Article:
H4HK FAQs are designed to answer questions kids and teens ask when facing difficult situations and circumstances in their lives.
When your parents were married, they likely worked together to make decisions regarding you, and you probably all lived in the same house. When parents’ get divorced, someone has to decide who will make decisions for the kids and where the kids will live. Sometimes both parents agree on those decisions and other times, when parents can’t agree, a judge will make that decision. That is where custody comes in.
There are two general types of custody: legal custody (which refers to who gets to make major decisions for the kids including decisions related to education, healthcare, religion, etc.) and physical custody (which refers to where the children will spend their time).
There are two types of legal custody.
Joint Legal Custody
Joint Legal Custody means that both parents must still work together after the divorce to make major decisions related to their kids. Parents can share joint legal custody even if they do not share physical custody.
Sole Legal Custody
Sole legal custody means that only one parent has the legal right and authority to make major decisions on behalf the child.
There are three basic types of physical custody.
Joint Physical Custody
This is a custody arrangement where children spend some time living with each parent. It may be that children spend part of each week with each parent, part of each month or part of each year depending on the circumstances. Generally the amount of time spent with each parent is roughly equal. This form of custody is sometimes called “shared custody,” “dual residence,” or “shared parenting.”
Sole Physical Custody
In this custody arrangement, children live with only one parent. In the case of sole physical custody, the non-custodial parent (the one the children do not live with) is given visitation rights (see below).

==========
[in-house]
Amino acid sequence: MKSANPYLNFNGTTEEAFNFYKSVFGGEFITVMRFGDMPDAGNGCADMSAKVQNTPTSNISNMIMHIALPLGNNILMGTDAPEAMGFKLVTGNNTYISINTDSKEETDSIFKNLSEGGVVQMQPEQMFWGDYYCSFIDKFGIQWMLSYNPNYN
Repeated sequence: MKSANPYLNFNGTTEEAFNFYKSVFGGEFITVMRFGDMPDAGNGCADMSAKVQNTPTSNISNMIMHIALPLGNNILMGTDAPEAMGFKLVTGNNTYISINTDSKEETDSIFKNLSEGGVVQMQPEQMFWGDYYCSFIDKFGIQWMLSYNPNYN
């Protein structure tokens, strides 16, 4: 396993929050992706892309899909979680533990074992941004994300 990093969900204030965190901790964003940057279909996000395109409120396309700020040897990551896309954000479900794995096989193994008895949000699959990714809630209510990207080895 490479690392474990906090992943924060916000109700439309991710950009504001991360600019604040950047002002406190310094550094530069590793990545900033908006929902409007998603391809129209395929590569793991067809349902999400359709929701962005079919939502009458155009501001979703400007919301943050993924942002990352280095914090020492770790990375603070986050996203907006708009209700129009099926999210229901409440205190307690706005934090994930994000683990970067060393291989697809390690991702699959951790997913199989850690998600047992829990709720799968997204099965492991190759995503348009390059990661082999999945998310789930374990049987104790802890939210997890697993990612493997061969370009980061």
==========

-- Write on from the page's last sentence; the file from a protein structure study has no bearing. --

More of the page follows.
Bird’s Nest Custody
This type of physical custody is less common than the others. Under this arrangement, the children stay in the same house all the time and parents alternate in and out of the house as the custody agreement dictates. For example, the children would live in the same house all week while Mom stays in that house from Sunday through Wednesday and Dad moves in from Thursday through Saturday.
Visitation rights are granted to non-custodial parents in the case of sole physical custody to provide for time with the children.
This is the most common type of visitation awarded. In unsupervised visitation, the children may go to the parent’s house (and perhaps even sleepover). Parents are generally allowed to take their kids wherever they would like under this type of arrangement.
Under some circumstances, the judge might ordered supervised visitation. This means that, while the non-custodial parent is spending time with the children, another adult must be present for the entire visit. Sometimes that person may be agreed on by the parents. Other times, a court appointed supervisor may be used.
A relatively new form of visitation, virtual visitation takes place over the internet or computer and may include video chatting, messaging and e-mail.
Find answers to other frequently asked questions on our H4HK FAQs Page. For more resources and information on divorce, family disruption and modern families please visit our Hope 4 Hurting Kids Divorce and Modern Family Help Center.